Brain Machine Interfaces
Brain Machine Interfaces are an emerging set of technologies that aim to establish robust communication between the brain and the increasingly complex world around us. The following are some of the projects in our laboratory that focus on developing and advancing Brain Machine Interfaces:
Martha G Garcia-Garcia, Cesar Marquez-Chin, Milos R Popovic
In the development of brain-machine interfaces (BMI), operant conditioning of neural activity is a strategy that has recently re-emerged from the need to design BMI systems that feel natural and intuitive to the user. In this strategy, a single cortical neuron is conditioned to produce an activity pattern that determines when the BMI is triggered.
Rats are implanted with an electrode array in the neocortex (top Figure) and trained to trigger a reward dispenser by activating a single cortical neuron at progressively higher firing rates, resulting in a typical learning curve (bottom Figure). Neurons are then classified into subgroups based on their electrophysiological characteristics.
The purpose of this project is to find neurons that perform reliably in a given BMI task. In addition, operant conditioning of single neuron activity facilitates BMI implementation and usability.
M. G. Garcia-Garcia et al., “Neuron-Type-Specific Utility in a Brain-Machine Interface: a Pilot Study,” The Journal of Spinal Cord Medicine, vol. 0, no. 0, pp. 1–8, Sep. 2017.
BCI-controlled FES therapy for restoration of upper limb function
Cesar Marquez-Chin, Lazar Jovanovic, Milos R Popovic
Recent evidence suggest that the integration of brain-computer interacting technologies into the motor rehabilitation after paralysis can result in greater and/or faster outcomes.
We are currently developing and testing the efficacy of functional electrical stimulation therapy (FEST), triggered by the activity of the brain, to restore voluntary movement of the arm and hand after spinal cord injury and stroke. Using brain-computer interfacing technology we identify a person's intention to move the arm and/or hand by analyzing the electroencephalographic (EEG) activity. Immediately after this, we trigger a complex sequence of electrical pulses applied to different muscles to produce the intended action. The use of electrical stimulation is reduced gradually as the ability to move is restored and it is discontinued completely at the end of this short-term therapeutic intervention.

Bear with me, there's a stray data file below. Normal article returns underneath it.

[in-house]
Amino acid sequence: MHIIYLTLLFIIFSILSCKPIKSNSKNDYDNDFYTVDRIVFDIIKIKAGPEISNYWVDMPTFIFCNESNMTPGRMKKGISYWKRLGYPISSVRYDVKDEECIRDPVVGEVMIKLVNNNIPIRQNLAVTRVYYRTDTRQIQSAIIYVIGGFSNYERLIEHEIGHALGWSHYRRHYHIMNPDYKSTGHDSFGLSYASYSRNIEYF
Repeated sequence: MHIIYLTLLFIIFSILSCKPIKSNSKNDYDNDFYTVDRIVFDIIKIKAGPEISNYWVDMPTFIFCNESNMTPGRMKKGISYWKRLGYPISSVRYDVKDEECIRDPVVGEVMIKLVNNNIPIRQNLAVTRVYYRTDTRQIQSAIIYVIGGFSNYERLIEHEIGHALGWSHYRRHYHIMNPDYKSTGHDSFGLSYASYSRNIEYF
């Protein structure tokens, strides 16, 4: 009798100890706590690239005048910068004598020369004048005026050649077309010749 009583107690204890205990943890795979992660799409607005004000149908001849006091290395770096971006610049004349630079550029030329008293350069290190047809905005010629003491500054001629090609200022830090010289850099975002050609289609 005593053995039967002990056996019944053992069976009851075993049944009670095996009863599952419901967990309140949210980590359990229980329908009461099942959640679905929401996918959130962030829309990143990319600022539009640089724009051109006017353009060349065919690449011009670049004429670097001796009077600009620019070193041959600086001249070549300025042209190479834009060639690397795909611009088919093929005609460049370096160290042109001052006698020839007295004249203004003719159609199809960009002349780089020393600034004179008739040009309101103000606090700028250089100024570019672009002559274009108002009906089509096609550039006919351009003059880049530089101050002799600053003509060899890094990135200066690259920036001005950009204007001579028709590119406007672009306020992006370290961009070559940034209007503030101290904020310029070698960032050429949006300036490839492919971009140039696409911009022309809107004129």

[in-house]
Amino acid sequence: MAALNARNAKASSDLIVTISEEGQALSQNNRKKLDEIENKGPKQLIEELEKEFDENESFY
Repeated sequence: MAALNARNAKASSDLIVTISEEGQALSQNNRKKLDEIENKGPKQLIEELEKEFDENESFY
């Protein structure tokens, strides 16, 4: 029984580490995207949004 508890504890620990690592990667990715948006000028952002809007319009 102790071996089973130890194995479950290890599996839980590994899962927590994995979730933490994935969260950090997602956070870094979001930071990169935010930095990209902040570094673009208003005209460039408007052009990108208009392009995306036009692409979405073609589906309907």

Our first results have allowed us to see significant improvements in even cases that typically are unable to participate in other forms of therapy.
C. Marquez-Chin, A. Marquis, and M. R. Popovic, “EEG-Triggered Functional Electrical Stimulation Therapy for Restoring Upper Limb Function in Chronic Stroke with Severe Hemiplegia,” Case Reports in Neurological Medicine, vol. 2016, pp. 1–11, 2016.
Deep Brain Stimulation
Neuronal response properties to electrical stimulation in movement disorder patients
Luka Milosevic, William D Hutchinson, Milos R Popovic
Deep brain stimulation (DBS) is an effective therapy for treating the motor symptoms of Parkinson’s disease, essential tremor, dystonia, and other movement disorders. It consists of surgically implanting chronic, indwelling electrodes into specific target structures of the brain to deliver continuous electrical stimulation. The mechanisms of action of how DBS works are varied, complex, and remain unclear. The purpose of this study is to guide the advancement and optimization of this therapy, and also to broaden its applicability. In awake surgical patients undergoing DBS implantation, we record activity from individual neurons in specific brain target structures, and can characterize their responses to electrical stimulation.
We have found that different brain structures have unique responses to stimulation that are dependent on their underlying anatomy and physiology, thus stimulation parameters cannot be programmed homogenously. Additionally, we’ve found that an important mechanism of action of therapeutic, high-frequency stimulation is neurotransmitter depletion and we’ve also discovered that therapeutic levels of high-frequency stimulation enhance synaptic plasticity.
L. Milosevic, S.K. Kalia, M. Hodaie, A.M. Lozano, A. Fasano, M.R. Popovic, W.D. Hutchison, “Neuronal inhibition and synaptic plasticity of basal ganglia neurons in Parkinson's disease,” Brain, 141(1) pp: 177-190, 2018. DOI: 10.1093/brain/awx296